A few weeks before competing at what will be her first Trofeo Princesa Sofía Mallorca, Spain’s Gisela Pulido participates under the flag of the Royal Spanish Sailing Federation when she lines up on the bay of Palma.
The multiple kitesurfing world champion tells us what she expects from the first big Olympic classes event of 2022 in and how she is adapting to the new Formula Kite format and what her experience is in a sport which is becoming a beacon for equal opportunities in sport. She is one of the more than 400 female sailors who will compete in the Sofia.
The 51 Trofeo Princesa Sofía Mallorca will once again muster the world’s best specialists across the ten Olympic sailing disciplines which are set to compete in Paris 2024 from the 1st to the 9th of April. Six of these classes will have a female presence, and 416 girls have already confirmed their participation in this giant annual regatta which is organised by the Club Nàutic S’Arenal, the Club Marítimo San Antonio de la Playa and the Real Club Náutico de Palma. The FX, Formula Kite Women, ILCA 6 and iQFoil Women classes will compete across dedicated women’s classes, and the 470 and Nacra 17 classes compete in mixed gender format.
One hundred per cent inclusive
“Sailing is a one hundred per cent inclusive sport,” explains Spain’s Formula Kite Women sailor Gisela Pulido. “There are a lot of women who practice the sport, the competitions combine male and female categories. In general it is a very open sport. The Catalonian is making her debut in the new Olympic discipline with an impressive record of ten world kitesurfing championships, including the milestone of becoming the youngest ever female champion at the age of ten in 2004. Eighteen years after that youthful success she arrives in Mallorca to compete in a very different arena, one which she adapts with the same speed that she sails at. “I’m very comfortable in the discipline because I’ve been on a board all my life, since I was six years old, but what I find most challenging are the tactics, strategy, feeling pressure, which is something I’m not used to.”
She openly encourages other girls to try the kite experience. “It’s a super fun discipline, it generates a lot of adrenaline. If you’ve done board sports before, like surfing, windsurfing, snowboarding or wakeboarding, you’ll almost certainly be good at it because in the end you still have a board at your feet; if you come from a sailing background you will also start with an advantage, because you already have the basic ideas of controlling a sail. The important thing to get started is to separate things: first you have to learn to control the kite very well and then you can go to the water, forget about the kite so to speak and focus on the board. From there, the fun begins: “It allows you to enjoy yourself in very extreme wind conditions: with just three or four knots you can sail”.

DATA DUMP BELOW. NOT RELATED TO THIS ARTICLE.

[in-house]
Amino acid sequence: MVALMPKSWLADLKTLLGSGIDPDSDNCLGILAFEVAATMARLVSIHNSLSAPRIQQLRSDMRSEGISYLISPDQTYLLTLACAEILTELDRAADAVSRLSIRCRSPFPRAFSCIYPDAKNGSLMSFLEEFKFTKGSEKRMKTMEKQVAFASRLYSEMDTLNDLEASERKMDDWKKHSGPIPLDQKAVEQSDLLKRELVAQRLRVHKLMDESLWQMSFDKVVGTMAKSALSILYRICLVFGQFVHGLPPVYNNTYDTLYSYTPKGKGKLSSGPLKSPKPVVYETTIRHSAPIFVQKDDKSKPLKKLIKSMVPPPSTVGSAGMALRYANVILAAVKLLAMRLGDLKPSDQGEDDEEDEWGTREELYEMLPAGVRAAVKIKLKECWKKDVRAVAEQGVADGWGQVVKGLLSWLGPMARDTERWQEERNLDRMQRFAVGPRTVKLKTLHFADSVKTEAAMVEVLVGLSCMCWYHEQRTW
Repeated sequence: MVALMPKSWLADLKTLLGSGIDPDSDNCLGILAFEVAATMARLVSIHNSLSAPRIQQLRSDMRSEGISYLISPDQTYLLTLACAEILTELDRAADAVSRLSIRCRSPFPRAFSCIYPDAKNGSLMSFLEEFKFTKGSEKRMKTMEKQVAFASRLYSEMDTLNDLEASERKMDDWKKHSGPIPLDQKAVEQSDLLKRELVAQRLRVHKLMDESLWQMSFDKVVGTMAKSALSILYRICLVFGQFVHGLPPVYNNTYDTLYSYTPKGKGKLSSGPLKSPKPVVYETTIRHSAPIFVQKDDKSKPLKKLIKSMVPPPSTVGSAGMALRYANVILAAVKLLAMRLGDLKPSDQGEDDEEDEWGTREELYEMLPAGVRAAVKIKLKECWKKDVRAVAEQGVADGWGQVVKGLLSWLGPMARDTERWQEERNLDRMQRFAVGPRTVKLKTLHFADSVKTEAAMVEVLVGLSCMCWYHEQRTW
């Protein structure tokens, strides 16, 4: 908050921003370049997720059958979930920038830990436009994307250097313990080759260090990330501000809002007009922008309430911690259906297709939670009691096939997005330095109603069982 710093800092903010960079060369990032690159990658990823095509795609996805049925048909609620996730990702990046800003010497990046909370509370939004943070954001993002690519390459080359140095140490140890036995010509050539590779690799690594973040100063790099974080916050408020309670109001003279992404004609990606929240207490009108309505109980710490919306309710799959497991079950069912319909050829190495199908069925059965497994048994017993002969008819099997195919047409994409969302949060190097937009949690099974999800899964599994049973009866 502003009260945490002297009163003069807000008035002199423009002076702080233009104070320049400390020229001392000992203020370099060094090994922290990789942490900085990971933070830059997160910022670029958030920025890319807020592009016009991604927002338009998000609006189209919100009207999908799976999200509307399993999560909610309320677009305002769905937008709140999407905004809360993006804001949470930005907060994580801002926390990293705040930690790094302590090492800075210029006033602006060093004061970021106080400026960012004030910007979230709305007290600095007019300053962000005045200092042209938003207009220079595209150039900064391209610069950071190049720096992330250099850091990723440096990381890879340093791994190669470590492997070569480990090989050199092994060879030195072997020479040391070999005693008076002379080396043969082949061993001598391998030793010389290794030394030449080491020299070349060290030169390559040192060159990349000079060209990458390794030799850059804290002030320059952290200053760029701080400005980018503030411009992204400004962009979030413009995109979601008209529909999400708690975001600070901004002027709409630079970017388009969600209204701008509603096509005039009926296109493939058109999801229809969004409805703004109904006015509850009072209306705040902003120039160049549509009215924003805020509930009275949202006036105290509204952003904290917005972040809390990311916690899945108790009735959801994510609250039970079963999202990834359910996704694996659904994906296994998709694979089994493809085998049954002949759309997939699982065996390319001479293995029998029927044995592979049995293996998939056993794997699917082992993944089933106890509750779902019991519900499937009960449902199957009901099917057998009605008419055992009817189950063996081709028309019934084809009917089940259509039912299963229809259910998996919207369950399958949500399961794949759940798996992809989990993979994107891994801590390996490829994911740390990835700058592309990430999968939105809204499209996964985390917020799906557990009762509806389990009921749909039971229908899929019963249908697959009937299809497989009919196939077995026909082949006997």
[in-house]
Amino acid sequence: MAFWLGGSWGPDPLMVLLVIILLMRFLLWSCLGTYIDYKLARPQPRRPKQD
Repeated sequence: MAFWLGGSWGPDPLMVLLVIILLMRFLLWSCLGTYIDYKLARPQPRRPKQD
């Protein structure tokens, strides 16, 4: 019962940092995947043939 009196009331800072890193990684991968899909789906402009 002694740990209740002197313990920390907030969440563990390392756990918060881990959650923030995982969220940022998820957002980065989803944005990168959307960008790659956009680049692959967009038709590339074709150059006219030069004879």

Formula Kite Men and Formula Kite Women
Formula Kite is one of the new Olympic disciplines that was initially planned as a mixed discipline, but was then split into men’s and women’s categories. “There is quite a physical difference between boys and boys,” says Gisela. “In Formula Kite, the sailor who weighs the most is the one who can generate most power and generally the boys weigh more than the girls, but they also have more strength and can hold a bigger kite, so the bigger the kite, the faster they go”.
These differences justify the division into two categories. Along with Gisela Pulido, representing Spain at the Sofia are Zoe Fernández from Mallorca and Adelaida Marquenie from Andalusia in a list of participants that already has 37 registered participants of 16 nationalities. “For me it’s an honour to be here, to represent my country at the Sofia, and what better than to do it at home, because although I’m not from here, I feel at home,” Pulido acknowledges. “I love Mallorca: the nature, the landscapes, the cycling routes through the mountains, Cap Formentor, which is an area of brutal cliffs, ….. I had the chance to experience a bit of that northern part of Mallorca, diving in crystal clear waters, jumping off cliffs into the water… It’s incredible. I loved it”.
First big event of the year
As a member of the Spanish Olympic team, Gisela is training these days in the waters of the Bay of Palma as part of the RFEV’s training programme, especially valuable sessions to get the pulse of a regatta course she barely knows. “I have sailed here twice: the first time, one day during a challenge alongside Florian Trittel’s Spanish Impulse in 2017; and last year I was in the Formula Kite Spain Series, in Arenal, where I was able to compete and make contact with the race course, but I don’t know it too well. That’s why we’re here for the whole month to train, adapt, get to know all the different types of wind…”. All this experience is part of the preparation prior to the start of the season and will be key to compete for the Sofia, an event with special importance for the Olympic team. “It’s the first regatta of the year, where you measure yourself against your rivals, see how well you’ve prepared in the pre-season, if you’ve trained well, your mistakes, what you’re missing… It’s like a tune-up. I’m really looking forward to Sofia”.
The 51 Trofeo Princesa Sofía Mallorca is the first qualifying regatta for the Hempel World Cup Series 2022, organised by World Sailing the International Sailing Federation.
The 51 Trofeo Princesa Sofía Mallorca is jointly organised by the Club Nàutic S’Arenal, the Club Marítimo San Antonio de la Playa, the Real Club Náutico de Palma, the Real Federación Española de Vela and the Federación Balear de Vela, with the backing of the main Balearic public institutions.